‘…Ser Dig’ occupies a lower mid-range register and subtly wavers through slow oscillations. Not a lot happens, but this is a work that demands a certain level of focus – or otherwise, no attention whatsoever, by which I mean that close listening will reveal minute details, and that intent, alert state of scrutinising the sound brings with it a different state of mind, a certain clarity. Contrastingly, allowing oneself to become one with the drone is a deeply relaxing experience: headphones, dark room and candle, a smoky scotch all contrive to a certain slow fade in and out of the continuum, which is different altogether. It encourages you to empty your mind and instead of reflecting on any sense of trajectory, simply immersing oneself in the slow, subtle ripples of sound that reveal themselves over time. No drone is ever just a drone: there is always movement, shapes, undulations, ripples, waves. They are all present in this subtly-shifting, rippling dronescape that evolves over the course of its forty-minute duration. And the details are nice, but nicer still is just to sit back and let it play out, because life is stressful and demanding enough and sometimes, details simply don’t matter. With this, it’s time to go with the flow.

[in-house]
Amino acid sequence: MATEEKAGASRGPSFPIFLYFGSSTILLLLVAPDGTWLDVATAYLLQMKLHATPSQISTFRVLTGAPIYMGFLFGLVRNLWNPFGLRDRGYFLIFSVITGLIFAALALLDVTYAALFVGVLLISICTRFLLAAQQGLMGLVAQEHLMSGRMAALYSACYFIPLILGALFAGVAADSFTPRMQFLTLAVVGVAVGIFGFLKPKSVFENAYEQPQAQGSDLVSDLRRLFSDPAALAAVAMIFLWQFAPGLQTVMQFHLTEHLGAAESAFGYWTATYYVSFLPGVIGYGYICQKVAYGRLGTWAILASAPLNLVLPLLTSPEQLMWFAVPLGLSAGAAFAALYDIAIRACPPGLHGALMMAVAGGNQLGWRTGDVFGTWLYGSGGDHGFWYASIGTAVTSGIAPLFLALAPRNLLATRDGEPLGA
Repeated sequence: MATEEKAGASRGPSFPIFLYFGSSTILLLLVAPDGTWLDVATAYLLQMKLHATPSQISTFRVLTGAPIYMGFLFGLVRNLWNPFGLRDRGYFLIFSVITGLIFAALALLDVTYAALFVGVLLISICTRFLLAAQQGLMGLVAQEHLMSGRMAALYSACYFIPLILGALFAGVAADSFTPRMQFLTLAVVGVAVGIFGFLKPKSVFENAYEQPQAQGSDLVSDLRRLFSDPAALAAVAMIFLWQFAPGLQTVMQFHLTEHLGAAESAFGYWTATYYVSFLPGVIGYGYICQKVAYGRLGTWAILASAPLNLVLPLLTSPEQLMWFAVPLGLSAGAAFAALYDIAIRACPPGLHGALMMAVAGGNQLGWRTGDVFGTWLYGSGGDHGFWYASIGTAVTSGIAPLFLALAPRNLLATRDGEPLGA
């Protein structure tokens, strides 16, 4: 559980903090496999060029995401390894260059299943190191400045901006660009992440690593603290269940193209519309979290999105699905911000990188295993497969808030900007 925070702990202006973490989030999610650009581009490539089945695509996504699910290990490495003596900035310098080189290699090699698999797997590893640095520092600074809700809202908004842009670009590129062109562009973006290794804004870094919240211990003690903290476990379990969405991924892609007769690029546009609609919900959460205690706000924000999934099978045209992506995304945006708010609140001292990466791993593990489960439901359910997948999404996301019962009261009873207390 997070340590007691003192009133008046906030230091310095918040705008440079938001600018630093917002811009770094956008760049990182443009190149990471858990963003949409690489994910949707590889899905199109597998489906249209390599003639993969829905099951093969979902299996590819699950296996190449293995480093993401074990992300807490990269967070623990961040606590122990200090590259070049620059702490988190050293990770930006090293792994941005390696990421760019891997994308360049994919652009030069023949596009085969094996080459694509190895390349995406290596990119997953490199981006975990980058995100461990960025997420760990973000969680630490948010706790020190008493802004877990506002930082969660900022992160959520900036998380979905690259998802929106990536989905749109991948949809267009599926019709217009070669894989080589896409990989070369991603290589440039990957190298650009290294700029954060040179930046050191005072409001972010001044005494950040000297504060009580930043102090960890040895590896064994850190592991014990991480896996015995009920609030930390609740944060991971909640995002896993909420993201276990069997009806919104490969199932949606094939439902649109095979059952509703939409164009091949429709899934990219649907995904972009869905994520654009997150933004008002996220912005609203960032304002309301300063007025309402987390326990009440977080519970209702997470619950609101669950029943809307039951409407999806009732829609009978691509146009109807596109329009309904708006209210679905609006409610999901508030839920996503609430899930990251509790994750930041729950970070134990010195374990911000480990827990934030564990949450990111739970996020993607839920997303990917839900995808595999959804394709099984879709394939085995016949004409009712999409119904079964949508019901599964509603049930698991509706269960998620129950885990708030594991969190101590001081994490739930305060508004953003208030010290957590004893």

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CD Unsounds 68U – 15th June 2021

Christopher Nosnibor

No-one plays guitar quite like Andy Moor. Renowned for his work with purveyors of expansive and exploratory avant-jazz The Ex, Moor’s solo work takes that guitar work from a collectivist, band setting, where it’s a part of a conglomeration of instruments, and places it directly under the spotlight.

As the liner notes explain, Safe Piece is an exploration of the question of parenting while maintaining an artistic practice. Choreographer Valentina Campora, who initiated the project, began testing the possibility of dancing onstage with her baby as an experiment. The project became a series of 8 performances where Campora performed with the baby for a small public. Andy Moor, father of the child and Campora’s partner, accompanied and gave a sonic context to this experiment. Each performance was filmed by visual artist Isabelle Vigier for the video Safe Piece (a film).